In 1943, uprisings took place at the Treblinka and Sobibor death camps. In 1944, prisoners at Auschwitz revolted and set fire to a crematorium. A few prisoners escaped during each uprising, but most were killed. Such revolts were often acts of desperation. They erupted when the Jews understood Nazi intentions and had abandoned hope of survival. The fighters also hoped to protect Jewish honor and to avenge Jewish death.

After the Holocaust

A Jewish homeland. As the Allies advanced through Europe in 1944 and 1945, they found millions of displaced persons living in countries not their own. Most of these people, including many Jews, eventually returned to their homelands. However, many of the Jews had nowhere to go. Their homes had been destroyed, and their families murdered. The presence of so many Jews on German soil, living among their former killers, pressured world leaders to find a place where the Jews could go. The Jews themselves wanted an independent Jewish state in Palestine, the ancient Jewish homeland in the Middle East.

In the late 1800's, members of a Jewish movement called Zionism had begun promoting immigration of Jews to Palestine. In the early 1900's, the British rulers of Palestine had pledged support for a national homeland there for the Jews. But the Arabs who lived in the area had opposed it, and severe fighting had broken out several times during the 1920's and 1930's. In 1939, the British had begun limiting Jewish immigration to Palestine to gain Arab support for the Allies in World War II. Both during and after the war, Palestine's Jews fought bitterly against the restrictions. The British submitted the problem to the United Nations (UN). In 1947, the UN proposed dividing Palestine into an Arab state and a Jewish one. In May 1948, the state of Israel officially came into existence and opened its borders to receive the Jews.

The Nuremberg Trials. In the fall of 1943, Allied leaders declared their determination to bring the Nazi leaders to justice for their wartime behavior. The outrage of the Allies only intensified during the final months of the war, when the killing centers were discovered. The Nuremberg trials took place from 1945 to 1949. They were held in Nuremberg, Germany, where the Nazi Party had staged huge rallies.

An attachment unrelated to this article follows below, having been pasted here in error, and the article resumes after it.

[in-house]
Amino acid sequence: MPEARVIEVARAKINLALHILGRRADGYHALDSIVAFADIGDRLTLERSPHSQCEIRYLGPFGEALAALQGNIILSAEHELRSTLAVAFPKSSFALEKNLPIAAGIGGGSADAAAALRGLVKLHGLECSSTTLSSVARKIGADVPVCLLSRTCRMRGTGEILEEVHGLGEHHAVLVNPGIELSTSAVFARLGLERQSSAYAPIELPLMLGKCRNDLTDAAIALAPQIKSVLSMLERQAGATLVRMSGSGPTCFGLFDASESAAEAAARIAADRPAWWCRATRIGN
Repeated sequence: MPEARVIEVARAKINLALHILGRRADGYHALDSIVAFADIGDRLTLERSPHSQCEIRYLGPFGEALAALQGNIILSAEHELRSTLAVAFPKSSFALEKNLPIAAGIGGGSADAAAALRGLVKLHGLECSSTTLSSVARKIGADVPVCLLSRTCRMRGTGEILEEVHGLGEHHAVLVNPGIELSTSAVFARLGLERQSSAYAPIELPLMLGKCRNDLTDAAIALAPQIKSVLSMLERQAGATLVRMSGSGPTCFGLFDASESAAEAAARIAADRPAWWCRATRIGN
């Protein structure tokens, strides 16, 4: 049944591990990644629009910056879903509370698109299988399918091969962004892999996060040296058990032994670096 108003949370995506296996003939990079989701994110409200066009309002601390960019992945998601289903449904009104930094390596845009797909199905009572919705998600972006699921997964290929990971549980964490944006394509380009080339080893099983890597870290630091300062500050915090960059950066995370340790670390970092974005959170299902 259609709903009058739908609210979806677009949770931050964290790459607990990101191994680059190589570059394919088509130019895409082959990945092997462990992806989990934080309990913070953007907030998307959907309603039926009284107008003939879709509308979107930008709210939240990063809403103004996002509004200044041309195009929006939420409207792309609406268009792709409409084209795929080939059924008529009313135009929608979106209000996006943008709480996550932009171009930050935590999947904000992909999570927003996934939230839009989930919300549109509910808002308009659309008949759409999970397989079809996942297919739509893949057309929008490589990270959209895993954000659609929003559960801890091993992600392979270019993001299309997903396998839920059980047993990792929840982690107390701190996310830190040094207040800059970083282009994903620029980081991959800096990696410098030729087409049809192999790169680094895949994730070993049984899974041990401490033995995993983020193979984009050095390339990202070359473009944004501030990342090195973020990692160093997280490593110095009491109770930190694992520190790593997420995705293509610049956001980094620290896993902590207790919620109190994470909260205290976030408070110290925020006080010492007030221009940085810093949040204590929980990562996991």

The Nazi leaders were charged with four major types of crimes-conspiracy to commit crimes against peace, crimes against peace, war crimes, and crimes against humanity. Conspiracy to commit crimes against peace included the planning of a war of aggression. Crimes against peace included carrying out such a war. War crimes included the murder of prisoners of war and of civilians, and the destruction of towns and cities. Crimes against humanity included deporting civilians and using them for slave labor as well as persecuting and murdering people for their political beliefs, race, or religion.

On Dec. 9, 1948, the United Nations passed the Genocide Convention, which was designed to overcome the claims of Nuremberg defendants that they had violated no law. The convention made genocide a crime. The next day, the UN adopted the Universal Declaration of Human Rights.

In the 1990's, Jewish groups pressured those who had profited from the Holocaust to compensate Holocaust victims or their descendants. Groups that paid reparations included the German government, certain Swiss banks, and some German companies.

How many Jews were murdered during the Holocaust?

While it is impossible to ascertain the exact number of Jewish victims, statistics indicate that the total was over 5,830,000. Six million is the round figure accepted by most authorities. The number of children killed during the Holocaust is not fathomable and full statistics for the tragic fate of children who died will never be known. Some estimates range as high as 1.5 million murdered children. This figure includes more than 1.2 million Jewish children, tens of thousands of Gypsy children and thousands of institutionalized handicapped children who were murdered under Nazi rule in Germany and occupied Europe.

Polish-Soviet area

4,565,000

Germany

125,000

Austria

65.000

Czechoslovakia (in the pre-Munich boundaries

  277,000

Hungary, including northern Transylvania

402,000

France

83,000

Belgium

24,000

Luxembourg

700

Italy

7,500

The Netherlands

106,000

Norway

760

Romania (Regat, southern Transylvania, southern Bukovina)

40,000

Yugoslavia

60,000

Greece

65,000

Total Loss

5,820,960

 

 http://faculty.ucc.edu/egh-damerow/Statistics.htm

Picture 1: http://z.about.com/d/history1900s/1/0/L/5/arbeitmachtfrei.jpg

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Berenbaum, Michael. "Holocaust." World Book Advanced. World Book, 2010. Web.  27 May 2010.